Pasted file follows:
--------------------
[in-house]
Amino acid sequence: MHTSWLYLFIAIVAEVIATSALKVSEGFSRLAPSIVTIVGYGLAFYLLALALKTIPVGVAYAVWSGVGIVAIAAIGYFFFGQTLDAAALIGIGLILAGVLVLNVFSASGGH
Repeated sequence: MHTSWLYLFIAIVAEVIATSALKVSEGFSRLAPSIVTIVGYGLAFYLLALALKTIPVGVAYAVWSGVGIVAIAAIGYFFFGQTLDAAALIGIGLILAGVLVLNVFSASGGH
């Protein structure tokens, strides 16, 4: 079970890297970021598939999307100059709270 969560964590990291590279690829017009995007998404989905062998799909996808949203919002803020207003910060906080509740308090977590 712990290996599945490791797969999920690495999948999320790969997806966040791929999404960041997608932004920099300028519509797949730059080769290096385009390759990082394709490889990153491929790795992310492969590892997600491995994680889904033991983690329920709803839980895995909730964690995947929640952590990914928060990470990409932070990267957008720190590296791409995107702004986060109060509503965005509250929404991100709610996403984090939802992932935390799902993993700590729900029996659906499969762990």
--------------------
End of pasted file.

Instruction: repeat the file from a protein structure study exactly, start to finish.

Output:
[in-house]
Amino acid sequence: MHTSWLYLFIAIVAEVIATSALKVSEGFSRLAPSIVTIVGYGLAFYLLALALKTIPVGVAYAVWSGVGIVAIAAIGYFFFGQTLDAAALIGIGLILAGVLVLNVFSASGGH
Repeated sequence: MHTSWLYLFIAIVAEVIATSALKVSEGFSRLAPSIVTIVGYGLAFYLLALALKTIPVGVAYAVWSGVGIVAIAAIGYFFFGQTLDAAALIGIGLILAGVLVLNVFSASGGH
């Protein structure tokens, strides 16, 4: 079970890297970021598939999307100059709270 969560964590990291590279690829017009995007998404989905062998799909996808949203919002803020207003910060906080509740308090977590 712990290996599945490791797969999920690495999948999320790969997806966040791929999404960041997608932004920099300028519509797949730059080769290096385009390759990082394709490889990153491929790795992310492969590892997600491995994680889904033991983690329920709803839980895995909730964690995947929640952590990914928060990470990409932070990267957008720190590296791409995107702004986060109060509503965005509250929404991100709610996403984090939802992932935390799902993993700590729900029996659906499969762990």